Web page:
History of Durbin Estate Project
This project is a multi-phase project to develop a mixed-income mixed-use green affordable housing community as a statewide demonstration. It is being developed in partnership between Western Kentucky University and Habitat for Humanity, with many other state and local community partners.
The Durbin Project is located at a 14.3 acre site owned by Habitat for Humanity Bowling Green-Warren County (HFH BG-WC) and is within the Jennings Creek watershed and Bowling Green city limits. It is being designed to incorporate an integrated green infrastructure, high energy efficiency buildings, renewable energy, native plants and habitat restoration features, and sustainable agriculture practices. It will eventually comprise up to forty-three high energy performance residences, a community center, shared green space and walking trails, community gardens, and other features. Community education, school education, media outreach and professional training are integral parts of this project. The site will be used as an outdoor learning laboratory for area schools and for research projects by the University. Project results will be broadly disseminated through media, social networking, and a PBS documentary.
Funding has been acquired for Phases 1 & 2 from the Kentucky Division of Water, through Environmental Protection Agency 319(h) nonpoint source pollution funds under the Clean Water Act. Phase I will create an integrated green infrastructure using Low Impact Development (LID) techniques to manage stormwater and Phase 2 will create road, utility and associated green infrastructure to permit housing construction to begin. Goals are to enhance water quality and sustainable community development, and to promote public awareness through Best Management Practices (BMPs); professional and community education; and cooperation among agencies, citizens, and government.
The goal of this project is to demonstrate an integrated green infrastructure statewide demonstration for community development that can be broadly replicated to reduce nonpoint source pollution, educate the public, and improve quality of life for communities.
For on site pictures of the site before development click here.
|2006||HFH BG-WC purchases 14.3 acre site for future build|
|2007||BGGreen Partnership for a Sustainable Community presents concept to Board|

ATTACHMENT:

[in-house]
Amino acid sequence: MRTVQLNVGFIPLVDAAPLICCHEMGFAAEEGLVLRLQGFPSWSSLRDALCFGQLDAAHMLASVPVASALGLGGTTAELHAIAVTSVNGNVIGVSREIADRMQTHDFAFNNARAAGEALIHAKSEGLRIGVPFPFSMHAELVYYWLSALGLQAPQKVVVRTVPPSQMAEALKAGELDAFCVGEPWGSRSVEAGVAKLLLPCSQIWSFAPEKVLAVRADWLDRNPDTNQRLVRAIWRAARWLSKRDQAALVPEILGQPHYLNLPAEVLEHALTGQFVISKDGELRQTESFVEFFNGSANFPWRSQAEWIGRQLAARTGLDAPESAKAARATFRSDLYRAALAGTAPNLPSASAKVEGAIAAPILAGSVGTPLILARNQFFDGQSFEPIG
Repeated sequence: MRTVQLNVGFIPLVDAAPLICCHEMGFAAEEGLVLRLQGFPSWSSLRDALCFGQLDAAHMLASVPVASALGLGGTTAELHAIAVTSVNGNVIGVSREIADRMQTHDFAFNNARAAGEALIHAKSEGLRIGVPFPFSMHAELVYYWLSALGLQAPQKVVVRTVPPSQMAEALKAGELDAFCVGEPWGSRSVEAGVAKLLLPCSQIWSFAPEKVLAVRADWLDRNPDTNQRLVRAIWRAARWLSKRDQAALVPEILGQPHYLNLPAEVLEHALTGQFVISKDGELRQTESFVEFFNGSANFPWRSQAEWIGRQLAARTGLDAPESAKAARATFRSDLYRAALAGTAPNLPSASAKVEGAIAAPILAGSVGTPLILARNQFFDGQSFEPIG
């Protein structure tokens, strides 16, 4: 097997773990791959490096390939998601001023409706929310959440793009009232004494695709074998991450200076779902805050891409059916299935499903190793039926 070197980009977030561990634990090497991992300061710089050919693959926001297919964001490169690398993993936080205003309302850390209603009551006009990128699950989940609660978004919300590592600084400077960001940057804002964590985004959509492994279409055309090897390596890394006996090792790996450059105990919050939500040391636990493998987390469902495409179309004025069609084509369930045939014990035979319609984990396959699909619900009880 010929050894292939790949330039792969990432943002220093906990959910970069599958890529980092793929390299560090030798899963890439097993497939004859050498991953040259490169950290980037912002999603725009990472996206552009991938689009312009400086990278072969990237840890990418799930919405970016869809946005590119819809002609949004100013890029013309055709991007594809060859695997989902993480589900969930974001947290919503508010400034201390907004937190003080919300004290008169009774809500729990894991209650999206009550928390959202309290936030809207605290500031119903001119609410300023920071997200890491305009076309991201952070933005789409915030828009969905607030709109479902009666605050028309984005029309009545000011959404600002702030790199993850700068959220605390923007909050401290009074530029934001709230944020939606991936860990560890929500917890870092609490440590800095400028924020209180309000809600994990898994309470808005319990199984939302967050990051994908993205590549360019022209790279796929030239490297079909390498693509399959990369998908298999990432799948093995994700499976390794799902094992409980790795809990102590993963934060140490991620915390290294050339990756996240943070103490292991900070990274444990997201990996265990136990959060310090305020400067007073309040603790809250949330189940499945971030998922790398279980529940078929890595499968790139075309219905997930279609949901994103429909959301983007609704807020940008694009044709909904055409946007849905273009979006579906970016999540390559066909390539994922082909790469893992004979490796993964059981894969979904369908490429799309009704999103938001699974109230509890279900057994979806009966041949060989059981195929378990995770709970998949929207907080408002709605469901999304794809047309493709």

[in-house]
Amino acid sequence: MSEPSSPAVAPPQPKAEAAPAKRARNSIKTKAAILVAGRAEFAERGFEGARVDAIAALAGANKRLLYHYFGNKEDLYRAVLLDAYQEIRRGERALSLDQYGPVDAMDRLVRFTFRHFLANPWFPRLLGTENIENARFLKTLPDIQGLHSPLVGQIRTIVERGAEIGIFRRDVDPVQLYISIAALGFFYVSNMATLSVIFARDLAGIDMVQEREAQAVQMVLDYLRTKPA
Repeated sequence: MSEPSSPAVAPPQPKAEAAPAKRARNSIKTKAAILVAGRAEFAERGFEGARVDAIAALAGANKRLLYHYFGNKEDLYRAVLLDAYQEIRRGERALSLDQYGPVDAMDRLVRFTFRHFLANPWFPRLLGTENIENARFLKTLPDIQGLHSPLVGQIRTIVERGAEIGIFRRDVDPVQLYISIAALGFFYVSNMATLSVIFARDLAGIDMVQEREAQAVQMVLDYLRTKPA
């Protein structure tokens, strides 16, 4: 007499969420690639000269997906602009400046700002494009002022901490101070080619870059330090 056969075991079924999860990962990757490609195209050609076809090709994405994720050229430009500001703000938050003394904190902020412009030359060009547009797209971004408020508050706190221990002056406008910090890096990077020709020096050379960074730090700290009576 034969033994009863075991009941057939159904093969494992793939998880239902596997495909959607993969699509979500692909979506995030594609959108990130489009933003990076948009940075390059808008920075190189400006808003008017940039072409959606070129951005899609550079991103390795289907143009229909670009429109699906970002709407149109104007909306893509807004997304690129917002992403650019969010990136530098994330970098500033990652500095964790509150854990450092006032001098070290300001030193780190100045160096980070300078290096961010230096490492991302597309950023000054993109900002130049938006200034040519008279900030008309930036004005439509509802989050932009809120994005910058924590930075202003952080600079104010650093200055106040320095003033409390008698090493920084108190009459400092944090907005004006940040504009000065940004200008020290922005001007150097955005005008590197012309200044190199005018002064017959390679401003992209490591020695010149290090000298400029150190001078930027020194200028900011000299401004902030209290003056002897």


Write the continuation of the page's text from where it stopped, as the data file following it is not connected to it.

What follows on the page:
|2008||Initial site plan is developed by WKU Geog-Geol class|
|2010||Federal 319(h) funding from #PA is awarded by Kentucky Division of Water|
|Jan 2011||Project begins/first Advisory Coucil meeting held|
|Feb 2011||Tour/Charrette for public participation in community design|
|Mar 2011||Flood analysis by WKU Hydrology class|
|April 2011||Survey and Engineering Plans by Arnold Consulting Engineering and Surveying|
|May 2011||Roundstone Native Seed becomes partner|
|June 2011||Best Management Practices-Implementation Plan (BMP-IP) approved|
|Sept 2011||Open Neighborhood Meeting|
|Nov 2011||Planned Unit Development (PUD) approved by Bowling Green City Commissioners|
|Mar 2012||Rain Barrel Workshop for Dishman-McGinnis Families|
|Aug 2012||$297,000 Grant Extension from the KY Division of Water|
|Aug 2012||Vernal Pond installation|
|Aug 2012||Green Infrastructure Implementation by Scott & Ritter, Inc. begins|
|Oct 2012||Native pond plants planted in the vernal pond|
|Nov 2012||Installation of 50 white pine trees as a trail border and 40 bald cypress trees in the infiltration basin|
|June 2013||Plugs Planting Day-small settings of grass plants were planted in upland drainage channel|
|June 2013||Native grass seeds were planted in the upland area, channel and bio-infiltration area|
|June 2013||Underground utilities were installed for the first three houses|
|July 2013||Gravel bed is installed for the on-street parking lane|
|Aug 2013||Permeable blocks on installed for the on-street park|
|Aug 2013||Bio-swales along on-road parking lane has been completed|
Three classes from Dishman McGinnis Elementary School attended the Durbin site to learn about karst environments, nonpoint source pollultion and watershed management.